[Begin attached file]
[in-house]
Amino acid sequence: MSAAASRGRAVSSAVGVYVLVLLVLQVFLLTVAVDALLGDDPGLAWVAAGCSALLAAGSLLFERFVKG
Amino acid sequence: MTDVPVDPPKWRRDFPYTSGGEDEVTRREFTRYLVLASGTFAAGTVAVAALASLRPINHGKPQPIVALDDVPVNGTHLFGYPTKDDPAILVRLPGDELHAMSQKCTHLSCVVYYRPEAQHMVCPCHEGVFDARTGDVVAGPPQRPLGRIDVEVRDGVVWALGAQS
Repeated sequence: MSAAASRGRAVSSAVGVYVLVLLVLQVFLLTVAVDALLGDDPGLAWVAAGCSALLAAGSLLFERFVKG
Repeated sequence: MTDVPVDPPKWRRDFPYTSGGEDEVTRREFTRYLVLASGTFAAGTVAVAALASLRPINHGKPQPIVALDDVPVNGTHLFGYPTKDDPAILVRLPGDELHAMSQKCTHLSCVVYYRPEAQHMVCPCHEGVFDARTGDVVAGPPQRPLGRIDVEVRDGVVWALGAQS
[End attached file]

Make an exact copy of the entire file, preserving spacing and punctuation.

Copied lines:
[in-house]
Amino acid sequence: MSAAASRGRAVSSAVGVYVLVLLVLQVFLLTVAVDALLGDDPGLAWVAAGCSALLAAGSLLFERFVKG
Amino acid sequence: MTDVPVDPPKWRRDFPYTSGGEDEVTRREFTRYLVLASGTFAAGTVAVAALASLRPINHGKPQPIVALDDVPVNGTHLFGYPTKDDPAILVRLPGDELHAMSQKCTHLSCVVYYRPEAQHMVCPCHEGVFDARTGDVVAGPPQRPLGRIDVEVRDGVVWALGAQS
Repeated sequence: MSAAASRGRAVSSAVGVYVLVLLVLQVFLLTVAVDALLGDDPGLAWVAAGCSALLAAGSLLFERFVKG
Repeated sequence: MTDVPVDPPKWRRDFPYTSGGEDEVTRREFTRYLVLASGTFAAGTVAVAALASLRPINHGKPQPIVALDDVPVNGTHLFGYPTKDDPAILVRLPGDELHAMSQKCTHLSCVVYYRPEAQHMVCPCHEGVFDARTGDVVAGPPQRPLGRIDVEVRDGVVWALGAQS